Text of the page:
Unit 4 - Management and Operations Assignment sample

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Introduction Of Management and Operations

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Management and operations are crux of the management of business procedures to ensure a company’s maximum degree of efficiency (Dekker et al., 2021). These function to make materials and labor as efficient as feasible into commodities and services. This report meticulously discusses the details about the company of Tesco, its “leadership” and “management” techniques, the description and duties of “managers” and “leaders”, the gaps between management and leadership have also been crucially examined. Along with these, an analysis of various management and leadership roles based on ideas and concepts in diverse organizational contexts and an assessment of the strengths and limitations of different leadership and management techniques has been done to achieve the overall understanding of the subject matter.

1. Overview of the company

Tesco is the biggest retailer in the United Kingdom and the world’s third-largest supermarket store, it is a “British” multinational trader of groceries and other goods. Its headquartered in the United Kingdom. Tesco’s organizational structure is “hierarchical” (Hashim et al., 2021). Positions and responsibilities are subdivided into several components in this structure to guarantee that work is completed effectively and seamlessly. Those at the head of the pyramid of business have the maximum accountability and authority.

As seen in Figure 1, Tesco’s organizational structure is comprised of 5 committees reporting to the “Tesco PLC Board of Directors”. “Tesco’s Executive Committee” consists of 11 members, chaired by Group Chief Executive Dave Lewis. “Tesco’s organizational chart” is very hierarchical, indicating the breadth of its operations.

The diagram in Figure 2 illustrates an organizational structure chart at the store level. It is sometimes said that having four levels of management inside a store can result in vexing bureaucracy, which has a detrimental influence on manager coordination and teamwork. Thus, it is advised that management layers be reduced as quickly as possible to allow for greater flexibility and a more rapid flow of information (Taqatqa, 2021).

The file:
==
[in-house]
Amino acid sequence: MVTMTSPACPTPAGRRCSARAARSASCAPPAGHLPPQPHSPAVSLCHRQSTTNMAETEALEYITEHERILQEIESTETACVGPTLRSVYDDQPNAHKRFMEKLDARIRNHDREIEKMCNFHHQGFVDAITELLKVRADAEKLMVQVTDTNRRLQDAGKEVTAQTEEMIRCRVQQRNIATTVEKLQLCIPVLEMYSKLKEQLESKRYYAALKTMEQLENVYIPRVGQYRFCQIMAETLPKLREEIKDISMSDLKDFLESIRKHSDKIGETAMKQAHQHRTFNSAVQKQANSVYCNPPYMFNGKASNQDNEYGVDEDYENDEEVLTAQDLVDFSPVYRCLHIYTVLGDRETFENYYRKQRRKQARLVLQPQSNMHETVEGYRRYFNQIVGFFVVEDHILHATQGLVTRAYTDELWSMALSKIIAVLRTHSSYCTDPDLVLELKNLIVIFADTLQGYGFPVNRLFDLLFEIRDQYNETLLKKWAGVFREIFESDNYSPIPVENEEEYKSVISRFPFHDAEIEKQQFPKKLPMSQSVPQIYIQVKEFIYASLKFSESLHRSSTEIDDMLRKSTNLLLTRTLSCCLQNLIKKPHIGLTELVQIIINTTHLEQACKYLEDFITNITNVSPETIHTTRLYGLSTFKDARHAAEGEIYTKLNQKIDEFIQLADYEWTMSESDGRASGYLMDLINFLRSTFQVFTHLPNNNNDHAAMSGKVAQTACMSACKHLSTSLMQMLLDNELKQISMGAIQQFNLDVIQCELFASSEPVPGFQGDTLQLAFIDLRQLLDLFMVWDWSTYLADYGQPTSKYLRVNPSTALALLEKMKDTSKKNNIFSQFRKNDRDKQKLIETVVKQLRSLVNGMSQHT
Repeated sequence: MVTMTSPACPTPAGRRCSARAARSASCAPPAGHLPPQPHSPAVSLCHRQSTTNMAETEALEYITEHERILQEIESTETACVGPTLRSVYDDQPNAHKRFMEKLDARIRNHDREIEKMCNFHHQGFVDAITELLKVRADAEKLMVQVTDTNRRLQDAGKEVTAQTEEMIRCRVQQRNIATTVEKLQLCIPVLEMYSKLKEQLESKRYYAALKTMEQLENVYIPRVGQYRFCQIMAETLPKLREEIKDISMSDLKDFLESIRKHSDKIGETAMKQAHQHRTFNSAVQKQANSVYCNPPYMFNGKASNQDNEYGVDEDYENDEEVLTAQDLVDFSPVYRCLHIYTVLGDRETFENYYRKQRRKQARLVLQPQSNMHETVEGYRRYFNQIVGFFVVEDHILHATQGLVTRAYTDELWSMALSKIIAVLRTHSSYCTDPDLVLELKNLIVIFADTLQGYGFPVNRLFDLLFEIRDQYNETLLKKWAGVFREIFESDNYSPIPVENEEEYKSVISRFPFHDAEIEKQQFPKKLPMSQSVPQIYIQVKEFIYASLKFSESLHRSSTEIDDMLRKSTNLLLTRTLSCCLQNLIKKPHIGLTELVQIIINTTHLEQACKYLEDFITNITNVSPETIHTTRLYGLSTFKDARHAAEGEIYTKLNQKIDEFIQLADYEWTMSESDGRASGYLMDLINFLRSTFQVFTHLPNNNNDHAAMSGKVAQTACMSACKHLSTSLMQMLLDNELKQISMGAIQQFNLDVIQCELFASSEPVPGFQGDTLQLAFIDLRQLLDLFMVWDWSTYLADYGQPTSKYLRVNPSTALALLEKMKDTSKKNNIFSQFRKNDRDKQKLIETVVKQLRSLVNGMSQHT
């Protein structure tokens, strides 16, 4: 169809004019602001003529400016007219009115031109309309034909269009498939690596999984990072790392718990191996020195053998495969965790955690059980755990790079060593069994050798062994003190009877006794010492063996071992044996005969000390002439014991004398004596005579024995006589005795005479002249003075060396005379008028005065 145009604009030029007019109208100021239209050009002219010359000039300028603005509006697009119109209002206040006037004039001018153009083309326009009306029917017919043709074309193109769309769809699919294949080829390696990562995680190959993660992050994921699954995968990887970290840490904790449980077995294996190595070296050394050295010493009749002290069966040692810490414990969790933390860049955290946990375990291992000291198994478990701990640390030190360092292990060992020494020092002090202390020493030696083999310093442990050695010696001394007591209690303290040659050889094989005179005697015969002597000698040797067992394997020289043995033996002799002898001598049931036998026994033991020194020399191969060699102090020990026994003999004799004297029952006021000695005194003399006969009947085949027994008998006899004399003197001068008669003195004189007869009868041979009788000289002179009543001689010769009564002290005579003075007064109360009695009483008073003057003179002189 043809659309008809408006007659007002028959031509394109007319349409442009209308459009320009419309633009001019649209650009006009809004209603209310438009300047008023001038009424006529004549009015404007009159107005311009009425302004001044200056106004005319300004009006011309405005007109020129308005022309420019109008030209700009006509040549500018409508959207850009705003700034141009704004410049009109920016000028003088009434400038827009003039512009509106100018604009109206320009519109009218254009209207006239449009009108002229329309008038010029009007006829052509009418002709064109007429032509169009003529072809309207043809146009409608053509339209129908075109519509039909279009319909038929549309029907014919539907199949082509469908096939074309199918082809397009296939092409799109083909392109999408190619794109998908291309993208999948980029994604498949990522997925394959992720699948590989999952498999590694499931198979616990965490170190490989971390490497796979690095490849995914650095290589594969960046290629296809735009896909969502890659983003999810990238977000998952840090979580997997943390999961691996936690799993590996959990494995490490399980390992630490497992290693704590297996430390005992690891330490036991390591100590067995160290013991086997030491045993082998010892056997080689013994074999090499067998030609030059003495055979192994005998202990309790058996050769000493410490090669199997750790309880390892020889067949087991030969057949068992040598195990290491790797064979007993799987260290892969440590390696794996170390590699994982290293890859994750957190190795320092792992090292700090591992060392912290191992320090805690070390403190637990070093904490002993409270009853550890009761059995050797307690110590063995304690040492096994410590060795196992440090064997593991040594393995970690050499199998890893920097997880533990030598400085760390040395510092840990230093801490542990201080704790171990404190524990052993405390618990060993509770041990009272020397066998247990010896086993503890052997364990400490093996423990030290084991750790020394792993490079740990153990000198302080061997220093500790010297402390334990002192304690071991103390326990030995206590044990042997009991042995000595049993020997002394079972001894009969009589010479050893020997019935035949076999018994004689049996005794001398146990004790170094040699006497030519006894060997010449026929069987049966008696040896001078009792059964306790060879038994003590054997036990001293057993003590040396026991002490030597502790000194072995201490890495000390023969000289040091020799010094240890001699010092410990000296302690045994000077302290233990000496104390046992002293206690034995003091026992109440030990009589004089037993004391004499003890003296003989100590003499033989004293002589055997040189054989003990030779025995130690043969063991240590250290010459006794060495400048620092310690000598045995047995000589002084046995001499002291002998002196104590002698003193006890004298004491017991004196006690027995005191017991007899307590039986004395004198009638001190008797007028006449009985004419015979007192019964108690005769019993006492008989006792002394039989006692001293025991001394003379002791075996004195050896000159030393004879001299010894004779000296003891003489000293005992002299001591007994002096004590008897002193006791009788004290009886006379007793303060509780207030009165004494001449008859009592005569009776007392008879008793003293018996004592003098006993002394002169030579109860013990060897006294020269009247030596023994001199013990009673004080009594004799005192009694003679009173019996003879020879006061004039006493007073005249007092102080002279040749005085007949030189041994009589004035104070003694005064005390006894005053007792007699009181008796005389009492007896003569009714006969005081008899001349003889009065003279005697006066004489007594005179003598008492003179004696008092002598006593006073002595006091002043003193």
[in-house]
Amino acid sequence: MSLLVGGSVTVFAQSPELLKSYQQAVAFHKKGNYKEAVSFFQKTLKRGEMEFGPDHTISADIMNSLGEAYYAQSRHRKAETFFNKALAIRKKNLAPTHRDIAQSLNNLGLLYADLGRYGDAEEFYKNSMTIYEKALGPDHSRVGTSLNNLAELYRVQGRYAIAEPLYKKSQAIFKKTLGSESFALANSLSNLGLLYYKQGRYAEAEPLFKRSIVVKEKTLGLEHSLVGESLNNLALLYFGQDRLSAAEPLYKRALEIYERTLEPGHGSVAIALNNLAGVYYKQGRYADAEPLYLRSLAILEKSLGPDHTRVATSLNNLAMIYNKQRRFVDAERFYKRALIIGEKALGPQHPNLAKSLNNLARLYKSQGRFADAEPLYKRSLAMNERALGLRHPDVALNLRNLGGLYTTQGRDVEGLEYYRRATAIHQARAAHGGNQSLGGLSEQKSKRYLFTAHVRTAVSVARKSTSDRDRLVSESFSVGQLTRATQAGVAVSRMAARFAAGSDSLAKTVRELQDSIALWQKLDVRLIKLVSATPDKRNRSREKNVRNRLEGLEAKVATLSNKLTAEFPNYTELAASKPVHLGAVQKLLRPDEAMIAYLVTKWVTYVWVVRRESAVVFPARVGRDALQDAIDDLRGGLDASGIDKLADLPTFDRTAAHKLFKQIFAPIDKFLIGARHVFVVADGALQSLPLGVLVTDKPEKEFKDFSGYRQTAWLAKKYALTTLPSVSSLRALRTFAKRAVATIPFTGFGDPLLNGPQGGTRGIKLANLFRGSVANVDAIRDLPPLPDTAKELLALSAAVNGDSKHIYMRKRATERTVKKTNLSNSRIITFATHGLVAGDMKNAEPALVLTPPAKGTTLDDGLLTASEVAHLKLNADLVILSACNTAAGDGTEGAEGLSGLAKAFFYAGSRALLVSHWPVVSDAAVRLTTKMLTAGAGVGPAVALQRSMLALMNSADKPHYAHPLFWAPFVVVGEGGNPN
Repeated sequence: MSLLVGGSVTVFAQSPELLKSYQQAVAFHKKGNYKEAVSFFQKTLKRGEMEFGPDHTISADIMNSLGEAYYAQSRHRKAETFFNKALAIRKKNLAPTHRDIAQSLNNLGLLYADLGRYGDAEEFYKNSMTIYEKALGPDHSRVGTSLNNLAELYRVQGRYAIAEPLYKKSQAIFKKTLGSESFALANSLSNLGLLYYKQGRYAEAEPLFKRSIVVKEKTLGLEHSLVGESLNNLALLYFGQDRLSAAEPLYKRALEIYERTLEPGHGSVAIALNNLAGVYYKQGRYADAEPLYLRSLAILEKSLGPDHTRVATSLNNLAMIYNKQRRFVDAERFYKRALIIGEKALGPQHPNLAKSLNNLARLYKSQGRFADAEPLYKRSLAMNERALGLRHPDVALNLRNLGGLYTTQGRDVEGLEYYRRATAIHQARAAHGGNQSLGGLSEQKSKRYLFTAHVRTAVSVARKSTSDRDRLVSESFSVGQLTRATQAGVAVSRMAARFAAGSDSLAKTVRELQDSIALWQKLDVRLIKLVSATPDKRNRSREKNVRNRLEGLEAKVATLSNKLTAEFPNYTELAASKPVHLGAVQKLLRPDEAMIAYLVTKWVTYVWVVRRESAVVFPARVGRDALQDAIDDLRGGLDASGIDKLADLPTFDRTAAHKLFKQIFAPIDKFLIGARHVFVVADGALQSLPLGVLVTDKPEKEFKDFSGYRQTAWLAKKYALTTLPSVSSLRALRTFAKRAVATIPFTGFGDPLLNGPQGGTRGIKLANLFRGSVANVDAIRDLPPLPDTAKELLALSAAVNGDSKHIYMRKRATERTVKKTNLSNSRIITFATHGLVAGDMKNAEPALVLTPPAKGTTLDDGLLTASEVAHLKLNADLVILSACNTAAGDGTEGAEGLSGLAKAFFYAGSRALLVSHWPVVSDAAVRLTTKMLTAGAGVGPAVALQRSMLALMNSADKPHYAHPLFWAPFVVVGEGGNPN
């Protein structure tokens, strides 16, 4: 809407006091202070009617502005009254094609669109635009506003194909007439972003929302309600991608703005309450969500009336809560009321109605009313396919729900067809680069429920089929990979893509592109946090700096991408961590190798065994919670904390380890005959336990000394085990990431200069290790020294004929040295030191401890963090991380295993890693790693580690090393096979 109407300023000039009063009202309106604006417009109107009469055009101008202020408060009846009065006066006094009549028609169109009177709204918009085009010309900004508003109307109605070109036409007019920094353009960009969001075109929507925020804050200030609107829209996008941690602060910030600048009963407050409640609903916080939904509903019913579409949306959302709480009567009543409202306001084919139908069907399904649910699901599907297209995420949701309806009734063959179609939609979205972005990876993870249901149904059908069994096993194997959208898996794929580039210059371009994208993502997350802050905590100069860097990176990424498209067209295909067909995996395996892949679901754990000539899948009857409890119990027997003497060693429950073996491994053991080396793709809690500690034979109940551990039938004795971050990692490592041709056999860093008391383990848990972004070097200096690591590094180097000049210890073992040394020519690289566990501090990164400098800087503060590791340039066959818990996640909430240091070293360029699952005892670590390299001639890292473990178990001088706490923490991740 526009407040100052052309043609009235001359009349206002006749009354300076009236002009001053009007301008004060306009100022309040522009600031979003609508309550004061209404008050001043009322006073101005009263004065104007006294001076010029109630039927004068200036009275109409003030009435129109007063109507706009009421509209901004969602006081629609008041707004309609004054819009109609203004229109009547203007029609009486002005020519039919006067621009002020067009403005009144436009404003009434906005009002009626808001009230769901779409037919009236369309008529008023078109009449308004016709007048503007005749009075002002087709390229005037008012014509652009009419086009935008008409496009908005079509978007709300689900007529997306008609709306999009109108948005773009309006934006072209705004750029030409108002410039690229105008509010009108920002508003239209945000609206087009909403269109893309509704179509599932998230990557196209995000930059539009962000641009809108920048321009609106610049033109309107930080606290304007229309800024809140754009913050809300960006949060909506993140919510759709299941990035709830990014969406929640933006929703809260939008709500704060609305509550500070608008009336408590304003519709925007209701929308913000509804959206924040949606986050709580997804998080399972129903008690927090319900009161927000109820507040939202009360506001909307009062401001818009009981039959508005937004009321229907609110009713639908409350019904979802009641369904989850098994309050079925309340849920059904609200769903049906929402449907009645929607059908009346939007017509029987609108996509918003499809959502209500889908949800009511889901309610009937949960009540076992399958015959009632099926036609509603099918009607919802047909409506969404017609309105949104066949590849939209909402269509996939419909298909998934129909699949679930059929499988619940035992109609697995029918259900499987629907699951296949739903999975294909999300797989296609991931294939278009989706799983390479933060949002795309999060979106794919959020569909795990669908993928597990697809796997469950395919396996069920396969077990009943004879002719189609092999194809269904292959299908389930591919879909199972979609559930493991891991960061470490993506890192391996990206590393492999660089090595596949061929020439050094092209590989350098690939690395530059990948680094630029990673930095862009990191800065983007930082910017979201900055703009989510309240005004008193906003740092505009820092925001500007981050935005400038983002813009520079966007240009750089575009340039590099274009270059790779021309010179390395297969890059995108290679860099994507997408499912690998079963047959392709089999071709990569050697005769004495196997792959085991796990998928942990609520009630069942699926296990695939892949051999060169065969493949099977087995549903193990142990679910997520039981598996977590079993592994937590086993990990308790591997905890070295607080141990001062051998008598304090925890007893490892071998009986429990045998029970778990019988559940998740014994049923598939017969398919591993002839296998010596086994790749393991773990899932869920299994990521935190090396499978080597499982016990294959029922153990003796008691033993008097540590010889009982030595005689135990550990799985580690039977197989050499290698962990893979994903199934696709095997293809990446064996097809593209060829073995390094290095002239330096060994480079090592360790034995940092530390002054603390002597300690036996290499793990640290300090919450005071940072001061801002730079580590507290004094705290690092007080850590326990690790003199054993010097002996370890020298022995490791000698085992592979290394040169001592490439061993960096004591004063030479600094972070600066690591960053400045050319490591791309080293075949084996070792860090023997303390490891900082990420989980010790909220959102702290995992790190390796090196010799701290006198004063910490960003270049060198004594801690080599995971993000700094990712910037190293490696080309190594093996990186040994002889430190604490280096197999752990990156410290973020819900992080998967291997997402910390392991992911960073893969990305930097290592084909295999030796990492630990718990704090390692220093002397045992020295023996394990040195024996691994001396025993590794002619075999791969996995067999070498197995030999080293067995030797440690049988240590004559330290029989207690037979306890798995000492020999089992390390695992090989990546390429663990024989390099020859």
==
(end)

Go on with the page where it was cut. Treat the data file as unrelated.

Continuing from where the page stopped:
2. a) Definition and functions of managers and leaders


Leader: A leader is an individual who leads, guides, and directly impacts his followers’ conduct towards certain aims (Waldman, Siegel and Stahl, 2020).

Manager: A manager is emblematic of the organization responsible for managing a group of workers and takes the appropriate measures if necessary.

After interviewing the manager and leader of Tesco, it could be identified that they perform different roles in the context of the same arena: these are as follows-

  • Work


Provides guidance and communications for workers and encourage them to reach them easily (Shore and Chung, 2021).


Formulates the organization structure and distributes powers and tasks to workers.

  • Management function


Provides direction to the employees by creating the vision, communicating, and encourages them to reach it effortlessly (Pellegrini et al., 2020).


Formulates the structure of the organization and delegates authority and responsibilities to the employees.

  • Authority


 Plays the informal role of authority by virtue of the personal qualities


Plays the formal role of authority due to the given positional role. (Giri, 2019).

2. b) Contrasts between leadership and management

While interviewing the leader and manager of Tesco Plc, the differences between management and leadership were also acknowledged, and these are as follows-



· “Management” is a “systematic approach” that best manages things (Sudarmo, 2020). That is the expertise or ability to get the task done and done with others. It may be encountered in all arenas for instance “education”, “accommodation”, “sports”, “offices”, etc.

· The word management refers to a strategy that a man uses to interact with and manage people of diverse qualities to work together to achieve a shared purpose.

· While management is not limited to males, it has a total balance of 5M, i.e. Men, money, equipment, machines, and methods. The person responsible for the management activities in an organization is regarded as the manager.

· The management functions are Planning, control, organization, leadership & motivation, and decision making (Halkias and Neubert, 2020).

· “Leadership” is an attribute that influences people so that they can deliberately and joyfully attain their goals. It is not precisely the same as “management”, as “leadership” is among the main management essentials.

· The ability to lead and inspire a group of people is defined as leadership. This is an interpersonal method that entails persuading a person or group to ensure deliberate and passionate achievement of the goals (Pellegrini et al., 2020).

· It is not a skill to be imparted, but a trait that only a few individuals possess. The individual with this characteristic is recognized as a leader. A leader is inspired by a big number of individuals after him.

· Leadership is an action that leads individuals to work together to achieve their goals. It demands excellent instincts of cross-border thinking (Samimi et al., 2020). For example: In Tesco, the personnel of the corporation is split into groups to achieve a common aim and each team consists of a leader selected according to merit.